but it was insisted that they had no power, without the consent of the Crown, to change the limits called for in their charters. These controversies were kept up, as Massachusetts alleges, by the border inhabitants and others for party effect. However this may be, they seem not to have subsided with the change of government. At one time an arrangement was made by Rhode Island to take the subject before the King in council, but the appeal was not effected. In 1746, Rhode Island obtained a decision against Massachusetts before the King in council in regard to the boundary on the Narraganset Bay. This boundary was claimed by Massachusetts, after the old Colony of Plymouth was annexed to it. Up to this time, no dissatisfaction seems to have been expressed by Rhode Island to the Woodward and Saffrey line, and it is deemed unnecessary to state its acts in detail subsequently, showing its objections, as they led to no practical result. They can be of no importance, except insofar as they may conduce to rebut the presumption of acquiescence from the lapse of time. From time to time, up to 1825, Rhode Island adopted resolutions, appointed commissioners to meet those which should be appointed by Massachusetts for the adjustment of this disputed line, but Massachusetts adhered to the agreements.
This is a general outline of this protracted and important controversy. The facts are not stated, where it did not seem to be necessary to state them, but their effect on the case has not been disregarded. It now only remains, by a general view, to come to that conclusion which is authorized and required by the well established principles of law.
The complainant's counsel rely mainly upon two grounds:
1. The misconstruction of the charter.
2. The mistake as to the true location of the Woodward and Saffrey station.
If the first be ruled against the complainant, the second must fall as a consequence. And as regards the first ground, little need be added to what has already been said. The charter is of doubtful construction, and may, without doing violence to its language, be construed in favor of or against the position of the complainant. In this view, the construction of the charter by Massachusetts, assented to by the old Colony of Plymouth, many years before Connecticut or Rhode Island had a political organization, is an important fact in the case. Plymouth was interested in restricting the line to the calls of the charter, for the line constituted the common boundary between the two colonies. And as controversies had arisen respecting this boundary, and commissioners been appointed to settle it, the presumption is that the rights of both colonies were understood and respected in the establishment of the line. And the line thus established was two miles south of Woodward and Saffrey's station. When this station was afterwards agreed to as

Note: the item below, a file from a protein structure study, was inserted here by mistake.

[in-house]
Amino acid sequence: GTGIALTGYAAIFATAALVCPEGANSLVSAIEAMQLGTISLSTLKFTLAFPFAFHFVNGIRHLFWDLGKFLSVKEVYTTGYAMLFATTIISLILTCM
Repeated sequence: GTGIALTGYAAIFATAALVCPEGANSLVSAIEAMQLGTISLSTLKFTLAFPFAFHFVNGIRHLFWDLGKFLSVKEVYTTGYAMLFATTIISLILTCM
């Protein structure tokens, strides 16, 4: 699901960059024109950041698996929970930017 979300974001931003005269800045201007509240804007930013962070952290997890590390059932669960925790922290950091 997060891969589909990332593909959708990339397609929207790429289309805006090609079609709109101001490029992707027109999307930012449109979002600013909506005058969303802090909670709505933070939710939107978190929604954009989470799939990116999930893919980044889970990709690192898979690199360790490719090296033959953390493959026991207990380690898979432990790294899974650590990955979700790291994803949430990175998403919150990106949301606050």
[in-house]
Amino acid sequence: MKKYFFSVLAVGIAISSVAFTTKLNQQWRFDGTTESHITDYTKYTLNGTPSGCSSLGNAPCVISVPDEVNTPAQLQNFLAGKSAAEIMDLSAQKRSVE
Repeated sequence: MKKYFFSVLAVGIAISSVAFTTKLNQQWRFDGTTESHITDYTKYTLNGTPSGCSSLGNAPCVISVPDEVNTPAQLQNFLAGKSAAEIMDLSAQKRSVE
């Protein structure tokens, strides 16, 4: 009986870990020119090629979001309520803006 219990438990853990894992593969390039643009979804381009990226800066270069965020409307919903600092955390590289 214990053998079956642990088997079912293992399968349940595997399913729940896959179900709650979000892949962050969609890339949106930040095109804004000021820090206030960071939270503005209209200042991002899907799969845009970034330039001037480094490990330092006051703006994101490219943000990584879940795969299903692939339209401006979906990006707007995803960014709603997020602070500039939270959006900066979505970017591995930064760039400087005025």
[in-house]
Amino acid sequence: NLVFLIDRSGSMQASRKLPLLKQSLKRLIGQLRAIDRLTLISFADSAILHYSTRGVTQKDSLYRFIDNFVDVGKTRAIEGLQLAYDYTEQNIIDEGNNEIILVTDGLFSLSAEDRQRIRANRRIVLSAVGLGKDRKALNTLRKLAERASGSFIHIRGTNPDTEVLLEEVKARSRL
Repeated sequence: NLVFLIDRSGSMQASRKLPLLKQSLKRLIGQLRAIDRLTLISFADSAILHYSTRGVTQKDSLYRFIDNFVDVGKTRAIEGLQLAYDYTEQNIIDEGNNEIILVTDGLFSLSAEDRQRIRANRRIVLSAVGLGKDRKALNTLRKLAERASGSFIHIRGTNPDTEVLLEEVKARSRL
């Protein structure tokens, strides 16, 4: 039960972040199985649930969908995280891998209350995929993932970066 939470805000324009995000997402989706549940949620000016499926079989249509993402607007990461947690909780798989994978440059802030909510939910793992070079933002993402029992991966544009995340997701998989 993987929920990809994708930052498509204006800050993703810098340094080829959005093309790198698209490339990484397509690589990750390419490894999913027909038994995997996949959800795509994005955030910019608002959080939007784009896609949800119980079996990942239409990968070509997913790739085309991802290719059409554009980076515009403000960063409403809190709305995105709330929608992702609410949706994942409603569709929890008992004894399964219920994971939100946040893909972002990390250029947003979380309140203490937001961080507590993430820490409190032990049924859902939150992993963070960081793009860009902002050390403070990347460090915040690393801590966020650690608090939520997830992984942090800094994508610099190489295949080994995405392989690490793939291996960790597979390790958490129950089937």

the place from which the boundary was to be run, Massachusetts seems to have considered the change as prejudicial to her rights.
If the commissioners of Plymouth had construed the charter to extend only three miles south of the most southerly bend of Charles River, they could not have assented to the boundary as run. In the absence of proof, the presumption is not to be drawn that they supposed the line established was only three miles south of the river. Connecticut, after the lapse of many years, assented to the line run from the Woodward and Saffrey station as its boundary, and so did the complainant, in the most solemn agreements, as stated. These proceedings conduce strongly to establish a fixed construction of the charter, favorable to the respondent, unless it be clearly made to appear that they were founded on mistake or fraud.
Fraud is not charged, and we have only to inquire into the alleged mistake.
From the nature of this supposed mistake, it is scarcely susceptible of proof. The words of the charter used by Massachusetts in describing Woodward and Saffrey's station, as three miles south of the southernmost part of Charles River, and the statements in certain reports to the Legislature of Rhode Island, and the late survey of Simeon Borden, constitute the facts relied on by the complainant as proving the mistake.